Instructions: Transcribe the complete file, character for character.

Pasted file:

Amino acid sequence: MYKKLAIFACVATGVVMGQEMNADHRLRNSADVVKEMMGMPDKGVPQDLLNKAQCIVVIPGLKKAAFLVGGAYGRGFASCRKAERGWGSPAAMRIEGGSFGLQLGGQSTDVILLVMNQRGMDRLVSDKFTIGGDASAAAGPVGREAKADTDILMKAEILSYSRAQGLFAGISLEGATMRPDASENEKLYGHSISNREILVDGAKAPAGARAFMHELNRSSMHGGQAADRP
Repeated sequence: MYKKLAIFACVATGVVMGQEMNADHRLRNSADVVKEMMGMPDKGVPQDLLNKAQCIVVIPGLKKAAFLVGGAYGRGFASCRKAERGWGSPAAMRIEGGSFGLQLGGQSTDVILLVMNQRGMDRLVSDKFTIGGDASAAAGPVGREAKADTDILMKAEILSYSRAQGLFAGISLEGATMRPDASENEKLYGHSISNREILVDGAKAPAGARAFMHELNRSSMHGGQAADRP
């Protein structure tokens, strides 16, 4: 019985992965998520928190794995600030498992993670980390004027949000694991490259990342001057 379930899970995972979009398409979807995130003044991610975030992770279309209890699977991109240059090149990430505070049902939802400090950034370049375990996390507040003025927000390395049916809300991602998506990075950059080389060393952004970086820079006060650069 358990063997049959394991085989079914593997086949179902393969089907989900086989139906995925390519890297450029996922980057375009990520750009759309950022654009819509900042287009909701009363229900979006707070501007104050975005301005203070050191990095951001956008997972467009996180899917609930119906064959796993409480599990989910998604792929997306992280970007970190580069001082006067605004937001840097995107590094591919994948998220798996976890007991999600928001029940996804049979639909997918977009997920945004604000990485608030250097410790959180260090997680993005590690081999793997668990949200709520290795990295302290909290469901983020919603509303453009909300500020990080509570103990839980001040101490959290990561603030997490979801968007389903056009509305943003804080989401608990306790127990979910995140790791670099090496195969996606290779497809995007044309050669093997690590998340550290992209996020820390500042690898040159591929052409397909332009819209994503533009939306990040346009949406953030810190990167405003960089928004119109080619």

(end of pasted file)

Amino acid sequence: MYKKLAIFACVATGVVMGQEMNADHRLRNSADVVKEMMGMPDKGVPQDLLNKAQCIVVIPGLKKAAFLVGGAYGRGFASCRKAERGWGSPAAMRIEGGSFGLQLGGQSTDVILLVMNQRGMDRLVSDKFTIGGDASAAAGPVGREAKADTDILMKAEILSYSRAQGLFAGISLEGATMRPDASENEKLYGHSISNREILVDGAKAPAGARAFMHELNRSSMHGGQAADRP
Repeated sequence: MYKKLAIFACVATGVVMGQEMNADHRLRNSADVVKEMMGMPDKGVPQDLLNKAQCIVVIPGLKKAAFLVGGAYGRGFASCRKAERGWGSPAAMRIEGGSFGLQLGGQSTDVILLVMNQRGMDRLVSDKFTIGGDASAAAGPVGREAKADTDILMKAEILSYSRAQGLFAGISLEGATMRPDASENEKLYGHSISNREILVDGAKAPAGARAFMHELNRSSMHGGQAADRP
């Protein structure tokens, strides 16, 4: 019985992965998520928190794995600030498992993670980390004027949000694991490259990342001057 379930899970995972979009398409979807995130003044991610975030992770279309209890699977991109240059090149990430505070049902939802400090950034370049375990996390507040003025927000390395049916809300991602998506990075950059080389060393952004970086820079006060650069 358990063997049959394991085989079914593997086949179902393969089907989900086989139906995925390519890297450029996922980057375009990520750009759309950022654009819509900042287009909701009363229900979006707070501007104050975005301005203070050191990095951001956008997972467009996180899917609930119906064959796993409480599990989910998604792929997306992280970007970190580069001082006067605004937001840097995107590094591919994948998220798996976890007991999600928001029940996804049979639909997918977009997920945004604000990485608030250097410790959180260090997680993005590690081999793997668990949200709520290795990295302290909290469901983020919603509303453009909300500020990080509570103990839980001040101490959290990561603030997490979801968007389903056009509305943003804080989401608990306790127990979910995140790791670099090496195969996606290779497809995007044309050669093997690590998340550290992209996020820390500042690898040159591929052409397909332009819209994503533009939306990040346009949406953030810190990167405003960089928004119109080619």